The dean of the University of Maryland School of Medicine says that fake interviews taken for an AIDS-prevention study were discovered and discounted before the study was published.
“All of the falsified data collected by these employees was removed from the study,” Dr. Donald E. Wilson, whose school conducted the study, said in a statement. “The misconduct was discovered by a University of Maryland research coordinator and reported immediately.”
But the chairman of the House panel that oversees such grants said yesterday that despite Dr. Wilson’s statement, there are still major flaws in reporting of problems with research.
“Public disclosure [of the fabrications] did not occur for nearly 2 years,” said Rep. Mark Souder, Indiana Republican and chairman of the House Government Reform criminal justice, drug policy and human resources subcommittee.
Mr. Souder said he was considering measures to require that any future misconduct in federal research is “reported directly to the [congressional] oversight committees.”
The Washington Times reported Friday on the faked interviews in the study, which received more than $1 million in grants from the National Institutes of Health (NIH).
In his statement, Dr. Wilson said officials at the University of Maryland at Baltimore detected in August 2001 the fabrications by “three part-time, temporary employees” who are no longer with the university.
Dr. Wilson said that after the fabrications were found, “the study was temporarily halted, and all data was systematically scrutinized by a panel of experts. No other problems were found, and the study resumed.”
The fabrications were first reported by the journal Research USA.
When contacted last week by The Times, officials at the National Institute for Mental Health — the NIH division that funded the study — had no comment, referring inquiries to the federal Office of Research Integrity. That office did not respond to requests for comment.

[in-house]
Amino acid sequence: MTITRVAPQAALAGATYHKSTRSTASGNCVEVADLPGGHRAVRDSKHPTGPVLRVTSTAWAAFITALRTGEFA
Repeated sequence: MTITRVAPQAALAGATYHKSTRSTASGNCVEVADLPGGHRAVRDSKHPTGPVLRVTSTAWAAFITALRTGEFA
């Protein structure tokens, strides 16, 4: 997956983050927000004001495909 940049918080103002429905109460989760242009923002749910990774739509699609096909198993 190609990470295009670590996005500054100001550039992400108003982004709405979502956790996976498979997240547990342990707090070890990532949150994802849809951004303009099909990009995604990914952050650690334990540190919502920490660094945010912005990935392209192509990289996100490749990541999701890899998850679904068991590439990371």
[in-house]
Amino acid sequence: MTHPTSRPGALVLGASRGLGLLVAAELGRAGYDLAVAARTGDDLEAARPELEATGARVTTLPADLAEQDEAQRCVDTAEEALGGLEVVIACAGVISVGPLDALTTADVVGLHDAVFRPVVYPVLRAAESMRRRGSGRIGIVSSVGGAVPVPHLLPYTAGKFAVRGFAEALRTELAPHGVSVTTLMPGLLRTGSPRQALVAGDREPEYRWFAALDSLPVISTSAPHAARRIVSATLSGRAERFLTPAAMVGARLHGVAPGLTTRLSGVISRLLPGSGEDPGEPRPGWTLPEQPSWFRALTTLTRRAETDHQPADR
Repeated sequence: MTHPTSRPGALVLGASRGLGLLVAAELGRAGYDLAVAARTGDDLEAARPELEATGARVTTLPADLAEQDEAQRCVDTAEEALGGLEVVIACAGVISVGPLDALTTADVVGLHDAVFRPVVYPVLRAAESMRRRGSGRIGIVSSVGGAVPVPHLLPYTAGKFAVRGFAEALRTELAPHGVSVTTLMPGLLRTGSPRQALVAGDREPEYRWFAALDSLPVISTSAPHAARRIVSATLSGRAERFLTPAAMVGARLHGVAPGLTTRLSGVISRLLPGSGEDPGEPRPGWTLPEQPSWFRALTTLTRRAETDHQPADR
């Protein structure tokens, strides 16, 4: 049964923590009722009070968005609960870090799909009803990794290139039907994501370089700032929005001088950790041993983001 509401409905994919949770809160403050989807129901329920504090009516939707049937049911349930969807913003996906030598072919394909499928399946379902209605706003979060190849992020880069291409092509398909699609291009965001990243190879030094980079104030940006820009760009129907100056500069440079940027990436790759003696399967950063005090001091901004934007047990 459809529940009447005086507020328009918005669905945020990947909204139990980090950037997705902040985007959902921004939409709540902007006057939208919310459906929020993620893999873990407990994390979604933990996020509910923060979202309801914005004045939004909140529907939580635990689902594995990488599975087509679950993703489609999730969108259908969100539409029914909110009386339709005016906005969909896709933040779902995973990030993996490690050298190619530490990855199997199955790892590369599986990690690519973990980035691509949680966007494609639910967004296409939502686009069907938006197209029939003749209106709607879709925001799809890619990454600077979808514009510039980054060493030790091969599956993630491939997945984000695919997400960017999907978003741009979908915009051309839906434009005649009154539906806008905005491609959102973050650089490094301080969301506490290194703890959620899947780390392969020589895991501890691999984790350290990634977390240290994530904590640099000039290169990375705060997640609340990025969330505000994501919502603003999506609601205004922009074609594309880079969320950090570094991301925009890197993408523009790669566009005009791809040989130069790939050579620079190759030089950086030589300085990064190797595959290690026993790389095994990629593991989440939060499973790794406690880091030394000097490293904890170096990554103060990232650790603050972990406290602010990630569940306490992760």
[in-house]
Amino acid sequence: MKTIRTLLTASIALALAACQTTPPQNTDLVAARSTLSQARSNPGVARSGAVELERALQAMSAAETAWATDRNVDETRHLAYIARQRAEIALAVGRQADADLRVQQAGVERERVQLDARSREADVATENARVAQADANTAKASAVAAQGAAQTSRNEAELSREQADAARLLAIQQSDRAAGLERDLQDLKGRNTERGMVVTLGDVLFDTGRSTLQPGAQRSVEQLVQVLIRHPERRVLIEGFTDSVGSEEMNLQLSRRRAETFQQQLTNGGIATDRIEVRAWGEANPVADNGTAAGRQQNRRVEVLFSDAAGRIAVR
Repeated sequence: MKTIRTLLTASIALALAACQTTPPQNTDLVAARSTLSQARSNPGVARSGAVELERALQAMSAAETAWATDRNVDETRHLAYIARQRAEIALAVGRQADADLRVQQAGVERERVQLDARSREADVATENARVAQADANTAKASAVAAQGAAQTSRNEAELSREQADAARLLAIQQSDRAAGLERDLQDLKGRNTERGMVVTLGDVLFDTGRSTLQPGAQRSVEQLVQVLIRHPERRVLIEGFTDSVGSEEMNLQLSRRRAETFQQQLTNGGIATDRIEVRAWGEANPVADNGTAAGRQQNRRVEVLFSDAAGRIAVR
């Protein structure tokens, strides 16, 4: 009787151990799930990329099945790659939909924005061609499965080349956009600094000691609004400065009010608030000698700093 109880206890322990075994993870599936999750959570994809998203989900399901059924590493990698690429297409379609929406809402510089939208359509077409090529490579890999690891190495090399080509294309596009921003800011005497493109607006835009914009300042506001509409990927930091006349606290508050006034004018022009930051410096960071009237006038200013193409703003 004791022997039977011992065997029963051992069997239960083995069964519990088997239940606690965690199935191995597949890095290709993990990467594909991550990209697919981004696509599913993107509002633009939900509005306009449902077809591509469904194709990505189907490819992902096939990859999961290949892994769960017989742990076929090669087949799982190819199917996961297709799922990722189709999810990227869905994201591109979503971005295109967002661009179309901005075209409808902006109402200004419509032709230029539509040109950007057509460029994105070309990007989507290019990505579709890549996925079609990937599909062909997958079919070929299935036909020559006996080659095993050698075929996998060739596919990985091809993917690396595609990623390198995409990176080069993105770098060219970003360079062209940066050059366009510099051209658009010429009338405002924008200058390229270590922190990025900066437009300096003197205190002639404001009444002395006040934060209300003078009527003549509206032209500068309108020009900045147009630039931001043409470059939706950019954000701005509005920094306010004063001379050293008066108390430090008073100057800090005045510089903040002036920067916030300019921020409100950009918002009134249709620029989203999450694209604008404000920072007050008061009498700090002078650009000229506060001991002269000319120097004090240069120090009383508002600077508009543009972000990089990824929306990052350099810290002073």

The study’s objective was to evaluate the effect of adding a “parental monitoring” element to an existing AIDS risk-reduction program for youths ages 12 to 16, called Focus on Kids.
The study involving more than 800 black youths in Baltimore housing developments was published in the January issue of the journal Pediatrics. It found that youths whose families participated in the enhanced Focus on Kids program showed “significantly lower rates” for a variety of risk behaviors, including sex without condoms and use of cigarettes and alcohol.
The principal researcher on the study was Dr. Bonita Stanton, now with Children’s Hospital of Michigan in Detroit. She did not return calls last week from The Times seeking comment on the study, but Friday told United Press International that “absolutely no fabricated data were used in any of these analyses.”
Information collected by Lajuane Woodard, Sheila Blackwell and Khalilah Creek, the three employees accused of misconduct, was “eliminated … even if it looked good,” Dr. Stanton said.
Reports of disciplinary action against the three former employees at the University of Maryland at Baltimore were included in the Dec. 2 Federal Register. All three entered into a “voluntary exclusion agreement” effectively prohibiting them from participating in federally funded research for a three-year period beginning Oct. 30.